Now that I’ve fully geeked out over the technical stuff onto the story proper. As you know Rapunzel (Mandy Moore) lives in a tower kept away from the world by her wicked mother until one day a prince comes along to rescue her with the call of “Rapunzel, Rapunzel, let down your hair!”. Except this being a Disney fairy tale that’s not how it happens here. Quite rightly too. That story would be a very short and pretty boring film. Instead there’s an overly convoluted back story involving a drop of sunlight that heals people, the power of that sunlight being transferred to the baby Rapunzel after it’s healing powers were used to cure her mother of an ailment during pregnancy and the kidnapping of Rapunzel by the youth obsessed Mother Gothel (Donna Murphey). Every year lanterns are lit on Rapunzels birthday in the hope that one day she’d come home. 18 years pass and Rapunzel has been raised as Gothels daughter and filled with tales of horror of the world outside her tower. One day a thief by the name of Flynn Rider (Zachery Levi), who is both a cad and a bounder, stumbles across her tower whilst on the run from the royal filth for the theft of a crown. Rapunzel convinces Flynn to take her to where the lanterns rise from every year on her birthday without her “mother” knowing. Naturally action, adventure and fairy tale princess love all come along for the ride.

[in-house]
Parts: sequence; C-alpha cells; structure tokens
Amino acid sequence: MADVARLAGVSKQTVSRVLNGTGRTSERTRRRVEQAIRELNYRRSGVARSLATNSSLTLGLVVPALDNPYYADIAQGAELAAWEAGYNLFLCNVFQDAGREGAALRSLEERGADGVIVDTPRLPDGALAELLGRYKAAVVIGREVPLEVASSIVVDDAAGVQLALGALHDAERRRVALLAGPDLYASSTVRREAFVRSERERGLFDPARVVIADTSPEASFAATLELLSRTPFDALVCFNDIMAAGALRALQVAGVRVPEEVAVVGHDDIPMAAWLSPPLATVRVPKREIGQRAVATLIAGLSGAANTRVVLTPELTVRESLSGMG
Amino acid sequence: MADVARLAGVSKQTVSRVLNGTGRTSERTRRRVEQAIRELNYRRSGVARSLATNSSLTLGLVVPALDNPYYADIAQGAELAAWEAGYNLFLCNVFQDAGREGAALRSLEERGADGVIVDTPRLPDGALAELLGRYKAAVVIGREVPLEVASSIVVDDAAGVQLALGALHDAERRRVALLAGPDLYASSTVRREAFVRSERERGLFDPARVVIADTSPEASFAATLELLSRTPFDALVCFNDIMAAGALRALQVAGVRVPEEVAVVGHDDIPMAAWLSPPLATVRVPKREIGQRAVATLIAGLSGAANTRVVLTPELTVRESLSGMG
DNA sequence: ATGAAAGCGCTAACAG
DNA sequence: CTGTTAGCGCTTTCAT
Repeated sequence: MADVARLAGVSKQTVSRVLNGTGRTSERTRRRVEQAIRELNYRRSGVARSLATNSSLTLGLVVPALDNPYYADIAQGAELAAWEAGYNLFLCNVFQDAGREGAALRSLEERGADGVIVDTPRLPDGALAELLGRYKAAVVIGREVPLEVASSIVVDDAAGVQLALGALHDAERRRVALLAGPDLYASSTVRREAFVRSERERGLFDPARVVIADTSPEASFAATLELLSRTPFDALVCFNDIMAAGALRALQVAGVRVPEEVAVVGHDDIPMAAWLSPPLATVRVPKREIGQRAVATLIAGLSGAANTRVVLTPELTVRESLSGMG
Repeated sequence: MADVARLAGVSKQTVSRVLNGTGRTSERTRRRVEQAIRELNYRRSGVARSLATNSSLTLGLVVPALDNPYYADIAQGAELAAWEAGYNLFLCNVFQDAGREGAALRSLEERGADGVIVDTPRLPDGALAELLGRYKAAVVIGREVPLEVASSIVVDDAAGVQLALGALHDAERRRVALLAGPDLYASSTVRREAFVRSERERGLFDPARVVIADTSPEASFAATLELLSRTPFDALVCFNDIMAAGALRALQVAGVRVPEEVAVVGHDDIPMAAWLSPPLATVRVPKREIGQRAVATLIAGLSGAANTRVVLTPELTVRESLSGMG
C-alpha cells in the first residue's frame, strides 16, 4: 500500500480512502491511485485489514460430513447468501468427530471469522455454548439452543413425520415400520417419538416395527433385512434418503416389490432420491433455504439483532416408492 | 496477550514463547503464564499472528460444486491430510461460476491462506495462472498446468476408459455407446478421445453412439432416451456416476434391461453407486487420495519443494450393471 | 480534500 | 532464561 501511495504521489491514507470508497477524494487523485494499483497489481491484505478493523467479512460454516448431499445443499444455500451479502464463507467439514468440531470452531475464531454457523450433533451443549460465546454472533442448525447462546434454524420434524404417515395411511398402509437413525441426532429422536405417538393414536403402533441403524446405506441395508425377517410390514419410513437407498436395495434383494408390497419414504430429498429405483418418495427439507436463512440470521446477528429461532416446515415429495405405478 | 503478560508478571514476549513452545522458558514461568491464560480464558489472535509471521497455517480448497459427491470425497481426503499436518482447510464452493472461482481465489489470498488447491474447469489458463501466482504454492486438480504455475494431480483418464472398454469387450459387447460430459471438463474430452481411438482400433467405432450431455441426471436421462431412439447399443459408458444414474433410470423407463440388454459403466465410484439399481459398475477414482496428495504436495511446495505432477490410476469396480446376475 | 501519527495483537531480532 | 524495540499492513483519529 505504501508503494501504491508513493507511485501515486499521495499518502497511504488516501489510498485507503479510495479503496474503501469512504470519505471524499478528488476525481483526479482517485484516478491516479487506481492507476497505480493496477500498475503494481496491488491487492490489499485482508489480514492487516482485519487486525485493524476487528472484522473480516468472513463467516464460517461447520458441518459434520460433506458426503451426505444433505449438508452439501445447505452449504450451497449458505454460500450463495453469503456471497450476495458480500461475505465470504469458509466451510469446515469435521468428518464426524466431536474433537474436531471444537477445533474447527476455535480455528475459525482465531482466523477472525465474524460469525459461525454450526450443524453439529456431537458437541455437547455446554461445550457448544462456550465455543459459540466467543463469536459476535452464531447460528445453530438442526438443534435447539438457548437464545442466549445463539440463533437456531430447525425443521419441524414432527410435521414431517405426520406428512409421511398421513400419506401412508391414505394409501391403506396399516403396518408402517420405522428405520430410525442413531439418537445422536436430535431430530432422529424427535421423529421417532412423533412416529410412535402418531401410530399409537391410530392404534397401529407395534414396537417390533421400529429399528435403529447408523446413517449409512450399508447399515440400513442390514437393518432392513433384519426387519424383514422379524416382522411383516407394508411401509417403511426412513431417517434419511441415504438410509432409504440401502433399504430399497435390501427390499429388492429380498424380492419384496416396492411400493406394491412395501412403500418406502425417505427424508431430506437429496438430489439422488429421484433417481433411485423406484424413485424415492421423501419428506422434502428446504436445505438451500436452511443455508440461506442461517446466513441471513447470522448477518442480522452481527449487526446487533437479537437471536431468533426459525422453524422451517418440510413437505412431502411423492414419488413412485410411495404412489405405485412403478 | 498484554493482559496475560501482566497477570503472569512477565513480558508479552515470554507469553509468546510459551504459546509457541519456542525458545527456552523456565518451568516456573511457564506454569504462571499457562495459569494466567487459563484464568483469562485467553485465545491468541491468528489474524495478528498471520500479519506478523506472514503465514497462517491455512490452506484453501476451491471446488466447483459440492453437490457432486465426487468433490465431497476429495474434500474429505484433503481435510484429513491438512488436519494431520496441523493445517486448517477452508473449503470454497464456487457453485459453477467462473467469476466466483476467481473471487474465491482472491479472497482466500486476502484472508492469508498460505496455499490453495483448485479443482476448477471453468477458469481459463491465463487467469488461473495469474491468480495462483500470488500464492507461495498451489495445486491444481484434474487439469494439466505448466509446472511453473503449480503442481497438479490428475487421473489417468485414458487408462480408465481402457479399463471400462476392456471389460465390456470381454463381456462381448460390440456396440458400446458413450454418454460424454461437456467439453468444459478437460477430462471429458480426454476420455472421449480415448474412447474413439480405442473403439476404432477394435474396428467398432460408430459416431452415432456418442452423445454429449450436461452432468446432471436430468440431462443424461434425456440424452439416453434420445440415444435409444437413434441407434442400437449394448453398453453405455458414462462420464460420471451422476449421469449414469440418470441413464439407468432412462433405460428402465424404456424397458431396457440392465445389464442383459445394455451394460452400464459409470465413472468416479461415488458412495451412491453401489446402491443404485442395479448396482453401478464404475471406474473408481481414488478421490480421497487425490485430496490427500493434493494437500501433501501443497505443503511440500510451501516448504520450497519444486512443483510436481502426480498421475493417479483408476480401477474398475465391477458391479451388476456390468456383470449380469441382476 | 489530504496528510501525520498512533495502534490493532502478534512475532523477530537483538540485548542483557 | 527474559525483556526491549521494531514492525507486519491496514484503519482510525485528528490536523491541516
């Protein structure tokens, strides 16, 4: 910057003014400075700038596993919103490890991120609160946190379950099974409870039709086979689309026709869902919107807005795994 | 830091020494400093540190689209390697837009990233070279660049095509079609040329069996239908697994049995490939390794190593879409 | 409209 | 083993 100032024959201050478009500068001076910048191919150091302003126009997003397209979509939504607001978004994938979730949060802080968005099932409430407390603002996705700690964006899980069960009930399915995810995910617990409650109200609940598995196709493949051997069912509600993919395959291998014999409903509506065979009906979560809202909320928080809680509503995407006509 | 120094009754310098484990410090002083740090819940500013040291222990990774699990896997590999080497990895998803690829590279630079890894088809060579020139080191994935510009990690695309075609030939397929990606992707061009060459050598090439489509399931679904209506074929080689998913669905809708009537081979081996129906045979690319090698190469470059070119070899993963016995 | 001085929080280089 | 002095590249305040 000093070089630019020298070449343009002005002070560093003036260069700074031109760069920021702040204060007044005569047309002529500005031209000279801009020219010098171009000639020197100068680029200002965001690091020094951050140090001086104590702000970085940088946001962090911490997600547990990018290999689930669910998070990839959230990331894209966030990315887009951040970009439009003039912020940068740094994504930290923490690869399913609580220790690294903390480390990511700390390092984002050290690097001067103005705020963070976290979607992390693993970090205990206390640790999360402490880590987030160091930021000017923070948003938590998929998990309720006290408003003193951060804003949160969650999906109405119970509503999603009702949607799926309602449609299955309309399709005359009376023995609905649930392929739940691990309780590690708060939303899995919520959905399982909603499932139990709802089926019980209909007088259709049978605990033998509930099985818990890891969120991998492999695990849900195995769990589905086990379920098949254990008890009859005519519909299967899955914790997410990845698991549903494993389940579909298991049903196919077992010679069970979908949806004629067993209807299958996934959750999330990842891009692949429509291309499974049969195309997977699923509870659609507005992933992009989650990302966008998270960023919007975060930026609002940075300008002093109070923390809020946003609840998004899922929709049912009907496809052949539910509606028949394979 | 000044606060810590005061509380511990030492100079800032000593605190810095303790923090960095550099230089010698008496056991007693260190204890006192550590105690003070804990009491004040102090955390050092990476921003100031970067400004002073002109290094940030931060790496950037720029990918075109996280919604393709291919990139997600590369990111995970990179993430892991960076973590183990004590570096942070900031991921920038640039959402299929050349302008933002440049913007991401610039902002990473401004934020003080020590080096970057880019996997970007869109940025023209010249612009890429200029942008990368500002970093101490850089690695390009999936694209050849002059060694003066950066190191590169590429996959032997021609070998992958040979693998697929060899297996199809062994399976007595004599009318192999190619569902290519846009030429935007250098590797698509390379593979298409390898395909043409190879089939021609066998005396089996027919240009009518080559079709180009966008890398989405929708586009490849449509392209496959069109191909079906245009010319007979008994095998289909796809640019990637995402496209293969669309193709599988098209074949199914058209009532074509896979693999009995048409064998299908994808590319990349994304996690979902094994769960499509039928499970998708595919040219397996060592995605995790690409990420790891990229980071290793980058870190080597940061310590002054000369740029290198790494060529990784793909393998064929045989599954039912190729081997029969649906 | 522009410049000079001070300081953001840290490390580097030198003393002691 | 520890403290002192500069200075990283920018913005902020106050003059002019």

As far as the story goes you could time it’s beats with a metronome. So precise is it’s story structure that even the most casual of movie watchers will feel the familiarity. It’s a story of a teenage girl rebelling, a journey of revelations and of finding her first love. Disney loves a story such as this but that’s not to say it is detrimental to the film overall. The story is precise but very well told and filled with plenty of character and charm. It also manages to be genuinely funny without ever resorting to outright obvious pop culture references. This contrasts heavily with the advertising campaign Disney strung together that made it look like a Shrek knock off and actually put me right off the film. The trailers they used in the US and UK played on Flynns quips and the animal characters comic relief. The name change from Rapunzel to Rapunzel Unbraided and eventually Tangled was also an attempt by Disney to take the focus off the princess at the centre of the story in order to make the film seem more hip to young boys. Apparently Disney market research suggested that young boys find princesses both “Yucky” and “Gross”. Anyway, watch the Japanese trailer for a better representation of the film and if you’ve been put off by the US trailers just give the film a chance. It’ll likely surprise you. Basically what I’m trying to say is…